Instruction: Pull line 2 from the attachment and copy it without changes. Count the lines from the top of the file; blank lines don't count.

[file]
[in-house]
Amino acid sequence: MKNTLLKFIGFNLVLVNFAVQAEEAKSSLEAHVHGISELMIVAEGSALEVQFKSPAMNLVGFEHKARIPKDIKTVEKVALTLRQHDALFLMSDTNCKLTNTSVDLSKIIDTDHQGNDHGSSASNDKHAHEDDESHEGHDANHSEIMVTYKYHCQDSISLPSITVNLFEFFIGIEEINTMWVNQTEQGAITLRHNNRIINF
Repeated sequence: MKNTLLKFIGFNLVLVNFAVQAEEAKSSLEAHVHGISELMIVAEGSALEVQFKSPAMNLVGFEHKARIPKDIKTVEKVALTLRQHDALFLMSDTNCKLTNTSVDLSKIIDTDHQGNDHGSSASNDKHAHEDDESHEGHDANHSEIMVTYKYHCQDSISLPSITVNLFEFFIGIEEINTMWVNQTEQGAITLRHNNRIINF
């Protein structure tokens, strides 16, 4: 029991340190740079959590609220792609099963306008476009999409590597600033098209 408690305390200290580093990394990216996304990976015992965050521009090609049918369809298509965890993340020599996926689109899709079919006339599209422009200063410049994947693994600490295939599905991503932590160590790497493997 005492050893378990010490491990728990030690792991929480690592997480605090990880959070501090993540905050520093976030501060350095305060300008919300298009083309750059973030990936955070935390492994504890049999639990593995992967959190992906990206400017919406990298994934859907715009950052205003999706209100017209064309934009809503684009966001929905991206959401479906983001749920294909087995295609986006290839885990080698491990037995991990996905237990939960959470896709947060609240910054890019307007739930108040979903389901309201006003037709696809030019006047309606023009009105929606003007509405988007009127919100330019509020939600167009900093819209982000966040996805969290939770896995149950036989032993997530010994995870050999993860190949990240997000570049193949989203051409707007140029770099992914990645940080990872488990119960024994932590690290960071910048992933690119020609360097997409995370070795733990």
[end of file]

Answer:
Amino acid sequence: MKNTLLKFIGFNLVLVNFAVQAEEAKSSLEAHVHGISELMIVAEGSALEVQFKSPAMNLVGFEHKARIPKDIKTVEKVALTLRQHDALFLMSDTNCKLTNTSVDLSKIIDTDHQGNDHGSSASNDKHAHEDDESHEGHDANHSEIMVTYKYHCQDSISLPSITVNLFEFFIGIEEINTMWVNQTEQGAITLRHNNRIINF